29th Nov 2022

Baby dies at Dutch emergency refugee shelter

  • Ter Apel is the largest asylum reception facility in the Netherlands and can house some 2,000 people (Photo: Directie Voorlichting)
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Dutch authorities say they will investigate the death of a three-month old baby who died earlier this week at an emergency shelter for refugees.

"The baby died this morning in a sports hall that serves as emergency shelter for asylum seekers in Ter Apel, Westerwolde municipality," said Dutch government public health institution IGJ, in a statement on Wednesday (24 August).

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IGJ said the investigation will be carried out jointly with the Dutch justice and security inspectorate.

Aside from looking into the cause of the baby's death, the probe will also narrow in on living conditions around the application centre and the sports halls.

'Like Moria'

The death has further highlighted what aid agencies are describing as deplorable conditions of the country's main refugee reception facility at Ter Apel, which can house up to 2,000 people.

Emergency aid organisation Doctors Without Borders (MSF) on Thursday morning announced they would be providing medical care at the application centre.

It is the first time MSF offers medical assistance in the Netherlands.

"It is unprecedented that we will offer medical assistance in the Netherlands," said Judith Sargentini, MSF director for the Netherlands.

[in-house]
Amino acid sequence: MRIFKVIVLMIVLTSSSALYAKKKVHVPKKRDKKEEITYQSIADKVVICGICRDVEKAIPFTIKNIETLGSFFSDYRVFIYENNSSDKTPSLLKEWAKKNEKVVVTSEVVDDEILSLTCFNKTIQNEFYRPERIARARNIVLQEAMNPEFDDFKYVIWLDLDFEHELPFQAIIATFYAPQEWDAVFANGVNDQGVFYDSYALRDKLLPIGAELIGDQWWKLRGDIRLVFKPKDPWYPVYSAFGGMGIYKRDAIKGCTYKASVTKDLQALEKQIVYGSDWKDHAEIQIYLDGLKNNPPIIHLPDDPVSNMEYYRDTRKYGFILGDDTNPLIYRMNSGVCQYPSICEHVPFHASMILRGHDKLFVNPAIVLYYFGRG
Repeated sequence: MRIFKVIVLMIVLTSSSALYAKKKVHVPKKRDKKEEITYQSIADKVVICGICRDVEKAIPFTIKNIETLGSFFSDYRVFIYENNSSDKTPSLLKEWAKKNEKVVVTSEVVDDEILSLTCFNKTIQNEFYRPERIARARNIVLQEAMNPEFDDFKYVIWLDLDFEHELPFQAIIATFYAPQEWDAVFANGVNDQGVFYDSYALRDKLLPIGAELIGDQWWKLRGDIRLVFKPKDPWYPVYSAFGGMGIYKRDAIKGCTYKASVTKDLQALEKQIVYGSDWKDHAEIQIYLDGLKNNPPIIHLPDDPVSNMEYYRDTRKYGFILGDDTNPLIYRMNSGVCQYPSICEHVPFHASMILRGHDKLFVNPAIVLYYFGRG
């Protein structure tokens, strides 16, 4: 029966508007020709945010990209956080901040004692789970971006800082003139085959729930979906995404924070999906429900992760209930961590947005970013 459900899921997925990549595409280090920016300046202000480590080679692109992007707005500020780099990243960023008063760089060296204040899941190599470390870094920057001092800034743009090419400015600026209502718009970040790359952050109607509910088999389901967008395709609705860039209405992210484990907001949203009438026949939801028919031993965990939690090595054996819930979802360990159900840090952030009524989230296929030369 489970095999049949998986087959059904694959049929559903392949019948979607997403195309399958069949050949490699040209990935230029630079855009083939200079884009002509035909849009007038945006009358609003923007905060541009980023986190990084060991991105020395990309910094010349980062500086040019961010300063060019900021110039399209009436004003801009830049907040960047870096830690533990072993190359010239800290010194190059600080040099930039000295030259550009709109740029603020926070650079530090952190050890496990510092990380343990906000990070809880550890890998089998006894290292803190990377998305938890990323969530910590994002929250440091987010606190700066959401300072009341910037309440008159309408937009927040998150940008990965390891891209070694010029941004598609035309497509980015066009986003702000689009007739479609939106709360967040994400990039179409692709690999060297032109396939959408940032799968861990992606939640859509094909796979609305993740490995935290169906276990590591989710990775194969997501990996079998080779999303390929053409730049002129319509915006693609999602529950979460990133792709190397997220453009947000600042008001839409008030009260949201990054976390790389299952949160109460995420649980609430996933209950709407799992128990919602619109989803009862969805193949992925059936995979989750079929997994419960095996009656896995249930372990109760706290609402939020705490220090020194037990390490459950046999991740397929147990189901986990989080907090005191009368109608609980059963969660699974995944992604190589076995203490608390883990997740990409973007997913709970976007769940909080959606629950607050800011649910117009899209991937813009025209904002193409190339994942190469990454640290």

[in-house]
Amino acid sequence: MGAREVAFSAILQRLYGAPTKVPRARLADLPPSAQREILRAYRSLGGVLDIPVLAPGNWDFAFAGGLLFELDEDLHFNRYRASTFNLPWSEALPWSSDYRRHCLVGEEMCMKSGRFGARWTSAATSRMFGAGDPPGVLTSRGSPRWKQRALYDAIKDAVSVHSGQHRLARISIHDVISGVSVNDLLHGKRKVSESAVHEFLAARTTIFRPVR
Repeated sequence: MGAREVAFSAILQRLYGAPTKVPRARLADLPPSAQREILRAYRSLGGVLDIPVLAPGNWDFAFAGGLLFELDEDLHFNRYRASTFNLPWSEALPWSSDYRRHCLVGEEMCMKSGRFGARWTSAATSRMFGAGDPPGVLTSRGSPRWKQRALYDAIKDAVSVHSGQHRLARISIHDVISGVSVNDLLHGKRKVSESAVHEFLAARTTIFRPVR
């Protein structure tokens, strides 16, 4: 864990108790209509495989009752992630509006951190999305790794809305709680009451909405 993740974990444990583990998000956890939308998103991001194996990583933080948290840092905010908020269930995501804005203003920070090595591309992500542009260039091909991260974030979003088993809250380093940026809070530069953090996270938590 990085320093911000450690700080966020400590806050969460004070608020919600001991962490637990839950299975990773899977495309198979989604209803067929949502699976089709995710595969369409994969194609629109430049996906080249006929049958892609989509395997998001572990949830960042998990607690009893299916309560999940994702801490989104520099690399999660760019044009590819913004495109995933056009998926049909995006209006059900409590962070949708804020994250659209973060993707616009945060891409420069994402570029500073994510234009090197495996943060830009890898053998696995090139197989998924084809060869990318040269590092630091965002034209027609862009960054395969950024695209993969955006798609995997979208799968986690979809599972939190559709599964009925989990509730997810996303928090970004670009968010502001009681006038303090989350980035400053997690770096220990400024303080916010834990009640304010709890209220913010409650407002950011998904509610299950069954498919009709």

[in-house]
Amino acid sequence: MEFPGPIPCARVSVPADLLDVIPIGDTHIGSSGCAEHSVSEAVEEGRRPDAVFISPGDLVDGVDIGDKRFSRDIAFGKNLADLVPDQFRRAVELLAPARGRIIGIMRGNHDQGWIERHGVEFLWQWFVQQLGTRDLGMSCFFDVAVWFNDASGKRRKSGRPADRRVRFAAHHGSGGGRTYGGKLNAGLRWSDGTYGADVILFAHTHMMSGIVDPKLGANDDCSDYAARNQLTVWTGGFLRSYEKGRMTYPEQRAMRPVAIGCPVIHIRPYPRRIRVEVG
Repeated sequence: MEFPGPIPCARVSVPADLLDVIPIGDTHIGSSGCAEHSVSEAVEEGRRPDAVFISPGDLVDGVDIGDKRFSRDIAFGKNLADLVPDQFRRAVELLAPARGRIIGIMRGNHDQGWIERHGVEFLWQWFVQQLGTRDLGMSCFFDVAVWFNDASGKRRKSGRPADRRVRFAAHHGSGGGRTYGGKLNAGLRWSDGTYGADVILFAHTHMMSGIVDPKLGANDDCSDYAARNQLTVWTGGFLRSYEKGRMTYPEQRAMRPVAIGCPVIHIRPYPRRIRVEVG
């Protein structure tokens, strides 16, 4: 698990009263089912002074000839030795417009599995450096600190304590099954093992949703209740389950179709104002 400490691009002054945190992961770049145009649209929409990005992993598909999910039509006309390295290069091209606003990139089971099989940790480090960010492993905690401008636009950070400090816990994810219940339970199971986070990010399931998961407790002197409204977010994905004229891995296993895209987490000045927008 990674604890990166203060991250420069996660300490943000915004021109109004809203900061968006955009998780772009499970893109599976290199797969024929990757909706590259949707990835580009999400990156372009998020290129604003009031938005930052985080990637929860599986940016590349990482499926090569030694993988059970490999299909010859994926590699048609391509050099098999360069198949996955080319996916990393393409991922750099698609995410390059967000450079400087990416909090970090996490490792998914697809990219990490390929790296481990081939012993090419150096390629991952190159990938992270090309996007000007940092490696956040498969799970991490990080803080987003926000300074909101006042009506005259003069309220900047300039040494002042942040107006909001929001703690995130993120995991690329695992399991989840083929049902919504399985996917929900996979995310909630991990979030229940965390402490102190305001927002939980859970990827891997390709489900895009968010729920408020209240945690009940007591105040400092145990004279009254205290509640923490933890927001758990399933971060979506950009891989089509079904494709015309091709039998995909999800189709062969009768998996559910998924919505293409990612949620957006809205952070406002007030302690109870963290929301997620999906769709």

"But the circumstances in which these people find themselves are inhumane," she said.

MSF had visited the overcrowded facility last week and likened conditions to Moria, a ghetto-like camp that was torched on the Greek island of Lesbos in 2020.

The overcrowded conditions at Ter Apel has forced several hundred asylum seekers to sleep outside the facility, including pregnant women, children and people with chronic diseases.

MSF had visited the facility last week where they found people with skin diseases.

"There are no showers and toilets are not well maintained," it said.

The aid workers are demanding the Dutch federal and municipal authorities to immediately improve living conditions at the reception facility.

The Netherlands is grappling with a shortage of shelters, an issue that had been highlighted over the summer by the Dutch Central Agency for the Reception of Asylum Seekers (COA).

The COA in late July said it was sheltering over 43,000 people, some in temporary locations. It also said the demand for asylum reception was on the rise and that new shelters were needed.

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